Difference between revisions of "Modeling the Chemistry of Carbon Dioxide - Rich Phases with Impurities"

From wiki.olisystems.com
Jump to: navigation, search
 
(One intermediate revision by one user not shown)
Line 81: Line 81:
 
* The properties of thiosulfate species (S<sup>2+</sup>) need to be reexamined
 
* The properties of thiosulfate species (S<sup>2+</sup>) need to be reexamined
  
 
== Deployment plan ==
 
* Upcoming update of the OLI software
 
*: - Version 9.3.1 is in the final stage of development
 
*: - It will contain the recently developed sulfur chemistry
 
*: - Members will be able to download the new version from the OLI download site
 
  
 
[[User:jberthold | Author: Ron Springer (OLI), Andre Anderko (OLI), Jim Berthold (OLI, editor)]]
 
[[User:jberthold | Author: Ron Springer (OLI), Andre Anderko (OLI), Jim Berthold (OLI, editor)]]
  
[[category: Thermodynamics]]
+
[[category: Thermodynamics]] [[Category: Applications]]

Latest revision as of 14:15, 18 May 2020

Dense Phase CO2 Corrosion: Modeling the Chemistry of CO2 – Rich Phases with Impurities


Contents

Objectives:

  • - Model the solubility of So in CO2 - rich phases in order to predict whether solid So can drop out in transmission lines
    - Predict whether So can undergo reactions in the presence of water


Chemical subsystems to be modeled

  • - Pure So
    Volatility of pure So provides a baseline for its solubility in gas phase
    - So – H2O
    Solubility of So in H2O is important if an aqueous phase forms
    Model development requires considering the So – H2O system because the reference state for liquid-phase species is infinite dilution in water
    - So – CO2
    Solubility of So in CO2
    - Redox reactions of sulfur in aqueous media
    Will be important for future modeling of reactions of SOx and NOx


Polymeric species of sulfur

  • - Numerous sulfur species up to S20 have been detected
    - In the gas phase, eight multimers (So1 through So8) have been assumed in the model
    Thermochemical data are well established for So1 through So8
    So8 is dominant at normal and moderate conditions
    Lower multimers become prevalent at higher temperatures
    - In the pure liquid and solution phase, So8 predominates
    - In the CO2 phase, solvated So-CO2 species may appear


Vapor pressure of So
boarder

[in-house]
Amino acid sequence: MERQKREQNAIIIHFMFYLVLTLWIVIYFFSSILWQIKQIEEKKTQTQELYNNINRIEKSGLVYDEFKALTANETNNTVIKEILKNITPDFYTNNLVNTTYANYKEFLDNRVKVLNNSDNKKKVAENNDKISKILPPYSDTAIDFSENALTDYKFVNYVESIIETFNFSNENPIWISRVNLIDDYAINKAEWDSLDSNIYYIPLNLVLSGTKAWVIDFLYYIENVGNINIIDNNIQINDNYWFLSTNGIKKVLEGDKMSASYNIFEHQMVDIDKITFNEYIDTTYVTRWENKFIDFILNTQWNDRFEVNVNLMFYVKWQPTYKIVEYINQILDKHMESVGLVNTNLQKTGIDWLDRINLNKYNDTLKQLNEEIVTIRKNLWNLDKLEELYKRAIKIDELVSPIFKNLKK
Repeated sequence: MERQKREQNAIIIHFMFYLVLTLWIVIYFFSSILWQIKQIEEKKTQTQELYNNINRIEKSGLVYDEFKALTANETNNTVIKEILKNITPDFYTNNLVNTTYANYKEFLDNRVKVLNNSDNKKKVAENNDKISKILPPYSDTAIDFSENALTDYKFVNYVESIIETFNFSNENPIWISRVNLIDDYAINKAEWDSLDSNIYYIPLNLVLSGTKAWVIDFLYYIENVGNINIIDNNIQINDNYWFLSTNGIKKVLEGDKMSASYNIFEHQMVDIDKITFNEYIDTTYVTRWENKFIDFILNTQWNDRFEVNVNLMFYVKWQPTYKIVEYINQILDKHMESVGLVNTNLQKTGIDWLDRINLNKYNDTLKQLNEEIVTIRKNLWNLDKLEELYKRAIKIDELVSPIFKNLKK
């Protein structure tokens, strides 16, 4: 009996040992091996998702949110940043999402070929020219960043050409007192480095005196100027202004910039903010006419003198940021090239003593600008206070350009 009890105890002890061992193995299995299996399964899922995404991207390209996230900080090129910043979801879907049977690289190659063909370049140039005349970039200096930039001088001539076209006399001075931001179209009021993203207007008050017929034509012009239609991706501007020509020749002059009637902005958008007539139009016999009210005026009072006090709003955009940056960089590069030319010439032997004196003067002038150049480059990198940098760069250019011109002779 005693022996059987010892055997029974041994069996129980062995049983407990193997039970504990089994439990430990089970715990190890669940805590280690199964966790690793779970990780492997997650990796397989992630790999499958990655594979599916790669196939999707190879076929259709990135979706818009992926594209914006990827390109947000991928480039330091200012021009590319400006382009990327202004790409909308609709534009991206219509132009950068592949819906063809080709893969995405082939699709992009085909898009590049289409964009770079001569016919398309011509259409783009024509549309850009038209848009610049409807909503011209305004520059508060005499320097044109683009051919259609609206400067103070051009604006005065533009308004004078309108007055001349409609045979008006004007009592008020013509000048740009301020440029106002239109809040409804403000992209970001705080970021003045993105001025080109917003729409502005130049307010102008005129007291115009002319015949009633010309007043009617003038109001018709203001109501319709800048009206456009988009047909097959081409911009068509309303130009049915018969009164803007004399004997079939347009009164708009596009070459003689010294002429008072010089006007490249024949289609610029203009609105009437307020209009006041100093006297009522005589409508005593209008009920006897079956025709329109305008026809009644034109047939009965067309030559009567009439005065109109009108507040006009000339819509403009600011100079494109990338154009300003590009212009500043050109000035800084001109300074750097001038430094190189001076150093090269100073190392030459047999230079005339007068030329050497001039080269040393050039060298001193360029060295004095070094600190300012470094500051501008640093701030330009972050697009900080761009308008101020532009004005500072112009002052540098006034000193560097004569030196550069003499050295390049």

• Solid-vapor equilibrium transitions into liquid-vapor equilibrium at the triple point
  • Calculations are supported by a large body of generally consistent data

Melting point of So
boarder

  • Pressure significantly affects the melting point

Solubility of So in water
boarder

  • Transition between solid-liquid equilibria and liquid-liquid equilibria at the melting point of sulfur
  • Solubility is a strong function of temperature

Solubility of So in CO2: Preliminary results
boarder

  • Two segments of solubility curves at each T corresponding to gas (or gas-like) and liquid (or liquid-like) CO2
  • Transition is sharp for subcritical CO2 and gradual for supercritical CO2
  • Fair amount of scattering in the data but the trends are clear
  • In scCO2, changes due to SVE-SLE transitions are obscured by uncertainty in data


Modeling sulfur redox

  • Provides a starting point for modeling reactions involving sulfur
  • Redox states
    - Oxidation states range from S2- through S8+
    - Practically important states:
    S2- (sulfides, hydrogen sulfide)
    S0
    S2+ (thiosulfate)
    S4+ (sulfite)
    S6+ (sulfate)
    Thiosulfates and sulfites are usually metastable as evidenced by E-pH diagrams
  • Experimental data are often kinetically constrained
    - Metastable species may be identified in addition to stable ones

Sulfur redox: Preliminary results for disproportionation
boarder

  • Disproportionation reactions proceed more readily at high T
  • This is not a direct comparison because measurements are kinetically constrained and calculations predict equilibria
  • Therefore, only semi-quantitative agreement can be expected
  • The properties of thiosulfate species (S2+) need to be reexamined


Author: Ron Springer (OLI), Andre Anderko (OLI), Jim Berthold (OLI, editor)